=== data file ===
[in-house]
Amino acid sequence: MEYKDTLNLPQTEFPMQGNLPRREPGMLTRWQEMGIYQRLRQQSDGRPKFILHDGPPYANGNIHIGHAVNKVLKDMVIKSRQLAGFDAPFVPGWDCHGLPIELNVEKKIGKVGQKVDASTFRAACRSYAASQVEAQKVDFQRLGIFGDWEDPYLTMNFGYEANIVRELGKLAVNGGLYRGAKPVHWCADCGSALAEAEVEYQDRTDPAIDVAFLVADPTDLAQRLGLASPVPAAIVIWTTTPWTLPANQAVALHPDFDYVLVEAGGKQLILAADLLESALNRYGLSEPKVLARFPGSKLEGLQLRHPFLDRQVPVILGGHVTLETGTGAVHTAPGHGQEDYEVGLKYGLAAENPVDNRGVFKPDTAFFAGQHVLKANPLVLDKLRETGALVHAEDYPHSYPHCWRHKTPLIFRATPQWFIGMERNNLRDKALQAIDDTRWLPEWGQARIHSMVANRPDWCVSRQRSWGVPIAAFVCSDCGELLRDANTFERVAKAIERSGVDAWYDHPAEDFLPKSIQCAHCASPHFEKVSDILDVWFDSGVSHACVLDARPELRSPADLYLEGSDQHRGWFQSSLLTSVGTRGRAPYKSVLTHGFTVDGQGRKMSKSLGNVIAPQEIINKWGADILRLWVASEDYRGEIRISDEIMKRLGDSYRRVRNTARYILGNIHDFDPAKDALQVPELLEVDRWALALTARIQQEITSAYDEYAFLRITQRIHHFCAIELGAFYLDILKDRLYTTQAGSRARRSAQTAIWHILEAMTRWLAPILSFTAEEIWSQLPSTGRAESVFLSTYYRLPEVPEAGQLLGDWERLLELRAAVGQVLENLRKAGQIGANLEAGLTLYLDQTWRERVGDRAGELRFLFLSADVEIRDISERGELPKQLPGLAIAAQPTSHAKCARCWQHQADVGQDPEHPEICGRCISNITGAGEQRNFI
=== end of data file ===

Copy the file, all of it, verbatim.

[in-house]
Amino acid sequence: MEYKDTLNLPQTEFPMQGNLPRREPGMLTRWQEMGIYQRLRQQSDGRPKFILHDGPPYANGNIHIGHAVNKVLKDMVIKSRQLAGFDAPFVPGWDCHGLPIELNVEKKIGKVGQKVDASTFRAACRSYAASQVEAQKVDFQRLGIFGDWEDPYLTMNFGYEANIVRELGKLAVNGGLYRGAKPVHWCADCGSALAEAEVEYQDRTDPAIDVAFLVADPTDLAQRLGLASPVPAAIVIWTTTPWTLPANQAVALHPDFDYVLVEAGGKQLILAADLLESALNRYGLSEPKVLARFPGSKLEGLQLRHPFLDRQVPVILGGHVTLETGTGAVHTAPGHGQEDYEVGLKYGLAAENPVDNRGVFKPDTAFFAGQHVLKANPLVLDKLRETGALVHAEDYPHSYPHCWRHKTPLIFRATPQWFIGMERNNLRDKALQAIDDTRWLPEWGQARIHSMVANRPDWCVSRQRSWGVPIAAFVCSDCGELLRDANTFERVAKAIERSGVDAWYDHPAEDFLPKSIQCAHCASPHFEKVSDILDVWFDSGVSHACVLDARPELRSPADLYLEGSDQHRGWFQSSLLTSVGTRGRAPYKSVLTHGFTVDGQGRKMSKSLGNVIAPQEIINKWGADILRLWVASEDYRGEIRISDEIMKRLGDSYRRVRNTARYILGNIHDFDPAKDALQVPELLEVDRWALALTARIQQEITSAYDEYAFLRITQRIHHFCAIELGAFYLDILKDRLYTTQAGSRARRSAQTAIWHILEAMTRWLAPILSFTAEEIWSQLPSTGRAESVFLSTYYRLPEVPEAGQLLGDWERLLELRAAVGQVLENLRKAGQIGANLEAGLTLYLDQTWRERVGDRAGELRFLFLSADVEIRDISERGELPKQLPGLAIAAQPTSHAKCARCWQHQADVGQDPEHPEICGRCISNITGAGEQRNFI